“Welcome home, Bittersweet,” he said. He wasn't wearing his bright blue contacts and his gaze was watery and grey. The creases in his face were dark and his hair was dusty white on top and rusty at the end of his braid.
“I'm only here for a short while,” I reminded him.
“Well, that's up to Spirit now, isn't it?”
I didn't reply.
“Spirit told me you were what we needed here and that you'd be back. And here you are. You're home.”
“Look, I'm grateful for a place to stay for a while and I'll gladly do your office work in return, but this is not long-term for me.”
“That's how you feel right now, but you'll see. You'll come to realize that you're meant to be here.”
“No, I don't think so. All this eating beans and not talking and being stuck in the back of nowhere, where you can't run out to get a pizza...or anything.”
“That's all distraction, those things in the city. The Nemeton gives us an opportunity to work on our spirituality.”
“I don't even know what that means.”
“Well then, let's just consider the material plane – that you understand, right? First of all, we offer the security of community. You don't have to take care of everything. You do your speciality – office work in your case – and the community supplies the rest of your needs.”
“It works like that in the outside world, only we do it with money.”
“And when you're out of money, then what? Isn't that what happened to you?”
I didn't have anything to say to that.
“We look after each other. I'd say it was like a family, except that sounds like the mafia or something. Community. And that's how Spirit grows. Communally.”
I sat quietly and waited for the lecture to be over.
“Modern life is so atomized,” the Elder went on. “Everyone's on their own. Gotta earn that money and take care of all your needs with it. And spirituality is individualized too. You're on your own. Find salvation or be damned. But here we have communal spirit – we're never alone, never have to take care of everything ourselves, either on the material plane or the spiritual. Here we're building common soul.”
“Okay,” I said.
“You're skeptical. But you'll see.”
“I don't see how wearing uniforms and not talking builds soul.”
“It's discipline. You built discipline in your life, but to make money, to keep life going...and going according to the cultural standards – lots of clothes, big TV, eating out.”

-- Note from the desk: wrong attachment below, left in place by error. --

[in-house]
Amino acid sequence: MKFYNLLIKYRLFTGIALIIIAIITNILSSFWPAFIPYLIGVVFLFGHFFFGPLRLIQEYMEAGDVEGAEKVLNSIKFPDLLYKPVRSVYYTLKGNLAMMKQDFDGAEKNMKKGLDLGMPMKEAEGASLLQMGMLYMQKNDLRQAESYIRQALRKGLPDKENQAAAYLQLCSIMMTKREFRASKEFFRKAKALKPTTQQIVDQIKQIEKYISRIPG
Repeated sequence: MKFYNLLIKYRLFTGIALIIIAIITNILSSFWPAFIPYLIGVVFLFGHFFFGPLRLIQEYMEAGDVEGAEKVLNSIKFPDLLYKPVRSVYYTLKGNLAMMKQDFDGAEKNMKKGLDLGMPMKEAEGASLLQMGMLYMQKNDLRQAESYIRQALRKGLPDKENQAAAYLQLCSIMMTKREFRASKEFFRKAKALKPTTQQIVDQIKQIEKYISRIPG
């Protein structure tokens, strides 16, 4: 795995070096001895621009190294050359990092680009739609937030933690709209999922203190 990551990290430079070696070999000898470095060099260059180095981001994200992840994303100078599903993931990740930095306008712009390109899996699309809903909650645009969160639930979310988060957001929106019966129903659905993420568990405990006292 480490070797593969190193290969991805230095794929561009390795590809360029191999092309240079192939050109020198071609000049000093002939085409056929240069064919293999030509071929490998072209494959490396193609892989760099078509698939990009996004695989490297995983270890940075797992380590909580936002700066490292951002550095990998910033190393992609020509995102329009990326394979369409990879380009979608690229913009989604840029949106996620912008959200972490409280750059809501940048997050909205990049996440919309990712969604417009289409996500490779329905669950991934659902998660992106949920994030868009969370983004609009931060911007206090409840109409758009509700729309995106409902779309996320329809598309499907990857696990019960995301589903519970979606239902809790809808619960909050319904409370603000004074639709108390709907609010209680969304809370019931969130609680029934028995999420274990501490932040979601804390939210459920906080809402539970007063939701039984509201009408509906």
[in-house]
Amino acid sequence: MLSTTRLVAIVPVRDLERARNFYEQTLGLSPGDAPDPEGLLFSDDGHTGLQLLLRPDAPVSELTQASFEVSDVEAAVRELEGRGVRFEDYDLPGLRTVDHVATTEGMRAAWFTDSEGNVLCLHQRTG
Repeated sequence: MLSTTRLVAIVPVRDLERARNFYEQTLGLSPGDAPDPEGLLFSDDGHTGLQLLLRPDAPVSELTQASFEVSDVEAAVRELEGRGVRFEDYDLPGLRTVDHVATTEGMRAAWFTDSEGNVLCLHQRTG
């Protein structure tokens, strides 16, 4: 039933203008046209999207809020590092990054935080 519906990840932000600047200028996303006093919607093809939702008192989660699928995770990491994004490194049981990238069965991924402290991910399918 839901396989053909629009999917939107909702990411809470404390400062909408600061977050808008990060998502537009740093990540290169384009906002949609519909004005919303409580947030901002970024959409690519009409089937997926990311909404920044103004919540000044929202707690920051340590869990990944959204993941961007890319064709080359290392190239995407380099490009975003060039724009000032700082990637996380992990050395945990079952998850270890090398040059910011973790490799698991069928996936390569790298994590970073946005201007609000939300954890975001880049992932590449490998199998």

“I enjoyed those things.”
“They keep you tied to the economic machine. Here you're free of that.”
“Free of a lot of things,” I said ironically.
“Yes,” said the Elder. Not ironically.
We sat in silence for a few minutes. The Elder sipped on his tea. He didn't offer me any.
He spoke again. “You'll come to appreciate the peace.”
I shrugged. “Does peace and spirituality have to come in surroundings that are sort of like a prison or...” and I kept talking despite thinking better of it, “...a mental institution?”
The Elder laughed. “We prefer to think of it more in terms of a monastery.”
“I've never had the calling,” I said.
“You'll change your mind. Spirit brought you here and has wrapped its wings around you.”
I got up. “I'd better start earning my, uh, wings.”
The Elder chuckled. “I named you well, Bittersweet. Now remember, you're here not just to get our office up to date, but other aspects of a solid material plane too – inventory, anticipated purchasing, streamlined schedules, and so on. But especially new sources of income.”
“The organizational stuff I can do. Not so much the sources of income. Isn't that why I'm here, after all, as you reminded me? I have no ideas along those lines. I'm drawing a blank.”
“It's okay. It'll come to you. Spirit assures me of that. You're to be our salvation – if you'll excuse the term. Okay, go now, run along back to the office.”
When I left, I found Willow lurking in the big hall. She shot me a look and went into the entrance to the Elder's quarters, again closing the door firmly behind her. I returned to the office. Red Pine looked up from his tablet. “Had your audience with the head honcho, eh?”
“You don't seem to like it here. Why do you stay?”
“I'm not 18 yet and my mom's here.”
“It must be kind of lonely. When I was here in the summer I didn't see anyone else your age.”
“That's cuz there ain't any.” He turned his chair around so his back was to me.
“That's too bad. No girls...”
I couldn't see his face, but his ears turned pink. “No girls, no nothing,” he said.
“I sympathize,” I said.
“Fuck off,” he said.
Willow appeared in the door again. “No talking!” she said.